[Sur] FW: [Butia-list] [IAEP] XO robotics
Alan Jhonn Aguiar Schwyn
alanjas en hotmail.com
Dom Sep 30 03:02:49 EDT 2012
2) Some places sold the PIC "burned" with a especial program: the bootloader. That bootloader allows flash the
firmware without the PIC programmer.With a PIC with bootloader, you can use an activity on the XO that makes the update of the firmware!
With this system, only with a XO you control all!
Date: Thu, 27 Sep 2012 13:29:24 -0500
From: yamaplos en gmail.com
CC: butia-list en fing.edu.uy; IAEP en lists.sugarlabs.org; olpc-Sur en lists.laptop.org
Subject: Re: [Butia-list] [IAEP] XO robotics
WOW! Thank you, Jorge
1) I looooove the connectors for the USBButiá.
8-wire ethernet. Once a standard exists :-), makes compatibility in
development by the many a viable option, i.e, I or anyone can
develop a motor or sensor, and it will work with the Butiá. VERY
powerful! exchangebale parts, the birth of the Industrial Age.
Exchangeable circuits, possibly a jumping point (salto cualitativo,
decía un otro Jorge) for mechatronics in education, and then in
1.b) I do not like digital servos, adds enormously to the cost IMHO,
*have* to be purchased, but then, they do have advantages.
Askjerry gets feedback from a LED/sensor pair. So far I have only
used dead reckoning
2) hmmm. I guess that Butiá can run either with an Arduino *or*
with a USBButiá, the latter connected direct to an XO?
So the USBButiá has an MCU with some pretty good code! aha, a PIC
18F4550. I assume that you falsh them... Could you please point us
to more details? Source code seems to be here,
I guess I'll have to take a look. How expensive is it to get the
stuff (PIC programmer)to flash?
Does Eneka sell ready-made PCBs? PCB fab is something that the
folks at Kidbot could help, I will check, some of our people seem to
have good connections for that sort of stuff (maybe $1.50 for each
at this complexity, in smallish quantities).
I must admit this is more advanced than where I am right now in my
own skills and hacks.
I merely can flsh 430s with an XO, and would totally love to be able
to have real i/o XO<->MCU. Hope we can follow up and I can
learn. (of course I can flash arduino with a Linux PC, but I feel
that is cheating - anything that needs more than an XO is, an
ideology issue for me :-) )
Jorge, could you point me to suitable resources I could learn from?
On 09/27/2012 01:08 PM, Jorge wrote:
27/09/12 13:35, Yama Ploskonka wrote:> 1) I wouldn't say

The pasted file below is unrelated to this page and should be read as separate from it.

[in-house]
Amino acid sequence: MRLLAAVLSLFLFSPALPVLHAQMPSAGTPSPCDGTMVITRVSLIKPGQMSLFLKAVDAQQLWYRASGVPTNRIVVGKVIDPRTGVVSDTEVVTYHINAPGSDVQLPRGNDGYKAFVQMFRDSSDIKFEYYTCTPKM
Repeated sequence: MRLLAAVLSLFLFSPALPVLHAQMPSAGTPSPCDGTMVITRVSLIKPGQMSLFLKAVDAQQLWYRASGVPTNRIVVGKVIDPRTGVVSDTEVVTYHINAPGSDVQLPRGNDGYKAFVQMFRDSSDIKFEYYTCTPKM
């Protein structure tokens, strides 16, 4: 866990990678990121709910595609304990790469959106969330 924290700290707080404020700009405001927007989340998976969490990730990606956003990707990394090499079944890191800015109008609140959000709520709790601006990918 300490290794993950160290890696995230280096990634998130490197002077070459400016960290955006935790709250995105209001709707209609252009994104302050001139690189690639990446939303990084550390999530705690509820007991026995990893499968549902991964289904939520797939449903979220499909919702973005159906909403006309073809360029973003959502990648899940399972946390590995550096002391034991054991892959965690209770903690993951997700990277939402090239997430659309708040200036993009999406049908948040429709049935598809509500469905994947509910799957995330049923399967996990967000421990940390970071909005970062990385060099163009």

better... rather, complementary, and certainly
> cheaper. Visiting the Butiá pages, the only picture I see
showing an MCU
> showing an Arduino. Add a motor driver, and we are well above
> shipping. The USBButiá board is maybe cheaper IF done in
> experts (then add labor).
Besides the microcontroller the USBButiá board provides standard
connectors for attaching sensors. It allows autodetecting what
sensor you connected and were (something like the NXT brick, but
with a wider spectrum of attacheable stuff, more connectors,
easier to hack, and plug&play).
We sidestepped the motor driver issue using digital servos.
> MSP430 + (L293D OR some darlington array) can be "free" if
you get them
> as samples from TI, or less than $5 when purchased, /plus
> old bane. the advantage of using a darlington driver is that
> may use plain DC motors, which can be free if lucky with old
> parts (beautiful gear system available in old CDROM drives)
> 2) yop - the XO "drives" the vehicle with the MSP430 option
also. Now, I
> put quote marks as I have no idea - yet - on how to send data
> realtime from the XO to the robot, bypassing the MCU. What
seems to be
> happening is that Butiá depends on sending code/program to
> and the the 'duino does the brains of the robot.
Nop, the control runs fully on the XO. MCU only interfaces
sensors&motors and supports the plug&play functionality.
No user logic runs on the MCU.
The user programs on the XO access sensors/actuators connected the
MCU and whatever the XO provides (mic, cam, accelerometer if there
is one) transparently. The most frequent programming environment
is TurtleArte (kisds already know it), but there are also Python
and Lua environments for when the problem or the user outgrows
In my opinion, what MCU is used is not actually important. What is
important is the programming environment, how it interfaces with
whatever your robot offers, and the mechanism you provide for
adapting your robot for solving different problems.
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